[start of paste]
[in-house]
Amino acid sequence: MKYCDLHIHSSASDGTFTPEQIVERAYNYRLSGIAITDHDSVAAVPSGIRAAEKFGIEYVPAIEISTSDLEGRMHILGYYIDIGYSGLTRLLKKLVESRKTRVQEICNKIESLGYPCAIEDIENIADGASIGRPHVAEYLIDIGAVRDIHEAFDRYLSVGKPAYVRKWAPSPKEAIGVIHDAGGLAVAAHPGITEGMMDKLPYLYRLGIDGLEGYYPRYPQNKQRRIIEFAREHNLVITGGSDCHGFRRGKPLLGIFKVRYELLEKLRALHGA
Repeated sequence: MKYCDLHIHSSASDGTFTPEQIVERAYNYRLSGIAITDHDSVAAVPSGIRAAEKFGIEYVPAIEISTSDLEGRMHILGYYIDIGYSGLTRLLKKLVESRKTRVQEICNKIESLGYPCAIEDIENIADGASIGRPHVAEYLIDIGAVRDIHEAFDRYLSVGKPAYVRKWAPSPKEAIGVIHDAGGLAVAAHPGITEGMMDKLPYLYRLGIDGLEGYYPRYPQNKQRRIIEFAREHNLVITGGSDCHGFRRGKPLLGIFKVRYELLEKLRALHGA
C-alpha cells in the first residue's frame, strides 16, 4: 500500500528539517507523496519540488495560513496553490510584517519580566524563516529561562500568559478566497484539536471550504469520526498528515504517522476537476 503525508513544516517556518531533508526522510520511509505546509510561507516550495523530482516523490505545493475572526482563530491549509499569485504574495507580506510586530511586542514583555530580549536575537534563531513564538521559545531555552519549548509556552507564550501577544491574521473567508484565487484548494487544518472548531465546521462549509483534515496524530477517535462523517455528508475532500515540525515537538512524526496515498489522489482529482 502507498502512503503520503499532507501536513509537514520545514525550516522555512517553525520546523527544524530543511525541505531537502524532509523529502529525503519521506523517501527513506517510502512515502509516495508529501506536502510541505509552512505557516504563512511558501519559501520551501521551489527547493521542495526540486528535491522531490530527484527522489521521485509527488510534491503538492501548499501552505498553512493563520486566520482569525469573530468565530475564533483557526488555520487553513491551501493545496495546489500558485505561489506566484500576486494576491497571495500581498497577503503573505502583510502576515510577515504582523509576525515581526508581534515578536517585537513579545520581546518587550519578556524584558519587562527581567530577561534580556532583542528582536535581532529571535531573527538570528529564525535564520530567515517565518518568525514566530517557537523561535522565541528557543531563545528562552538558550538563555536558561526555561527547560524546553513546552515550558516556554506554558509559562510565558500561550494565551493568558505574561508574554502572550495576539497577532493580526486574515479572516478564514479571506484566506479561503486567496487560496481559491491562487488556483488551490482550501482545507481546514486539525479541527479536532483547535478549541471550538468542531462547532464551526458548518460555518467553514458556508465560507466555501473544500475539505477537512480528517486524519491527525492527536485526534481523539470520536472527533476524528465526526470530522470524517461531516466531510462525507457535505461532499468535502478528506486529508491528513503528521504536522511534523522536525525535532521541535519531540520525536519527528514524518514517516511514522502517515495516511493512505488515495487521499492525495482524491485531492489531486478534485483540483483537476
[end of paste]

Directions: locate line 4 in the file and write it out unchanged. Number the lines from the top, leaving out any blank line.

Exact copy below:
C-alpha cells in the first residue's frame, strides 16, 4: 500500500528539517507523496519540488495560513496553490510584517519580566524563516529561562500568559478566497484539536471550504469520526498528515504517522476537476 503525508513544516517556518531533508526522510520511509505546509510561507516550495523530482516523490505545493475572526482563530491549509499569485504574495507580506510586530511586542514583555530580549536575537534563531513564538521559545531555552519549548509556552507564550501577544491574521473567508484565487484548494487544518472548531465546521462549509483534515496524530477517535462523517455528508475532500515540525515537538512524526496515498489522489482529482 502507498502512503503520503499532507501536513509537514520545514525550516522555512517553525520546523527544524530543511525541505531537502524532509523529502529525503519521506523517501527513506517510502512515502509516495508529501506536502510541505509552512505557516504563512511558501519559501520551501521551489527547493521542495526540486528535491522531490530527484527522489521521485509527488510534491503538492501548499501552505498553512493563520486566520482569525469573530468565530475564533483557526488555520487553513491551501493545496495546489500558485505561489506566484500576486494576491497571495500581498497577503503573505502583510502576515510577515504582523509576525515581526508581534515578536517585537513579545520581546518587550519578556524584558519587562527581567530577561534580556532583542528582536535581532529571535531573527538570528529564525535564520530567515517565518518568525514566530517557537523561535522565541528557543531563545528562552538558550538563555536558561526555561527547560524546553513546552515550558516556554506554558509559562510565558500561550494565551493568558505574561508574554502572550495576539497577532493580526486574515479572516478564514479571506484566506479561503486567496487560496481559491491562487488556483488551490482550501482545507481546514486539525479541527479536532483547535478549541471550538468542531462547532464551526458548518460555518467553514458556508465560507466555501473544500475539505477537512480528517486524519491527525492527536485526534481523539470520536472527533476524528465526526470530522470524517461531516466531510462525507457535505461532499468535502478528506486529508491528513503528521504536522511534523522536525525535532521541535519531540520525536519527528514524518514517516511514522502517515495516511493512505488515495487521499492525495482524491485531492489531486478534485483540483483537476